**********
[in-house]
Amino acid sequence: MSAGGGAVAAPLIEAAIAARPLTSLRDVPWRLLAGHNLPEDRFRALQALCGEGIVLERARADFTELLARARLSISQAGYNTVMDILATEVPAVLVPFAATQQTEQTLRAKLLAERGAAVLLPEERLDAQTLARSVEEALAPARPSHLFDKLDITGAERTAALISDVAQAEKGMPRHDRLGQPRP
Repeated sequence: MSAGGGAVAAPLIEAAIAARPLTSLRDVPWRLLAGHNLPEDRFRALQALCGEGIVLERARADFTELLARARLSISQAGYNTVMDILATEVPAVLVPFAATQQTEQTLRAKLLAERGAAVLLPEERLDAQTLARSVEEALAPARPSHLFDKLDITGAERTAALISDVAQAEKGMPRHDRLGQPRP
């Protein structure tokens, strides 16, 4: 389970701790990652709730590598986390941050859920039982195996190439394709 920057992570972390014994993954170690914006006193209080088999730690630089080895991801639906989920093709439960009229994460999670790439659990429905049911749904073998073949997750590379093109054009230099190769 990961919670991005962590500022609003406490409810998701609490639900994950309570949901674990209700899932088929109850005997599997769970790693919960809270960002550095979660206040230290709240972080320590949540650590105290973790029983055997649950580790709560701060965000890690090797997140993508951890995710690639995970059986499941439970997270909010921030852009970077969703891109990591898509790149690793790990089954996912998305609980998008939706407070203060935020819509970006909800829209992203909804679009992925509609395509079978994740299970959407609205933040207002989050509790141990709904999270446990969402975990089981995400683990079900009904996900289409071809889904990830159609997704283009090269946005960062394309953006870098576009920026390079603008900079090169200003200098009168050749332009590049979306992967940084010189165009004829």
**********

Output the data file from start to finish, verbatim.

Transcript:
[in-house]
Amino acid sequence: MSAGGGAVAAPLIEAAIAARPLTSLRDVPWRLLAGHNLPEDRFRALQALCGEGIVLERARADFTELLARARLSISQAGYNTVMDILATEVPAVLVPFAATQQTEQTLRAKLLAERGAAVLLPEERLDAQTLARSVEEALAPARPSHLFDKLDITGAERTAALISDVAQAEKGMPRHDRLGQPRP
Repeated sequence: MSAGGGAVAAPLIEAAIAARPLTSLRDVPWRLLAGHNLPEDRFRALQALCGEGIVLERARADFTELLARARLSISQAGYNTVMDILATEVPAVLVPFAATQQTEQTLRAKLLAERGAAVLLPEERLDAQTLARSVEEALAPARPSHLFDKLDITGAERTAALISDVAQAEKGMPRHDRLGQPRP
């Protein structure tokens, strides 16, 4: 389970701790990652709730590598986390941050859920039982195996190439394709 920057992570972390014994993954170690914006006193209080088999730690630089080895991801639906989920093709439960009229994460999670790439659990429905049911749904073998073949997750590379093109054009230099190769 990961919670991005962590500022609003406490409810998701609490639900994950309570949901674990209700899932088929109850005997599997769970790693919960809270960002550095979660206040230290709240972080320590949540650590105290973790029983055997649950580790709560701060965000890690090797997140993508951890995710690639995970059986499941439970997270909010921030852009970077969703891109990591898509790149690793790990089954996912998305609980998008939706407070203060935020819509970006909800829209992203909804679009992925509609395509079978994740299970959407609205933040207002989050509790141990709904999270446990969402975990089981995400683990079900009904996900289409071809889904990830159609997704283009090269946005960062394309953006870098576009920026390079603008900079090169200003200098009168050749332009590049979306992967940084010189165009004829």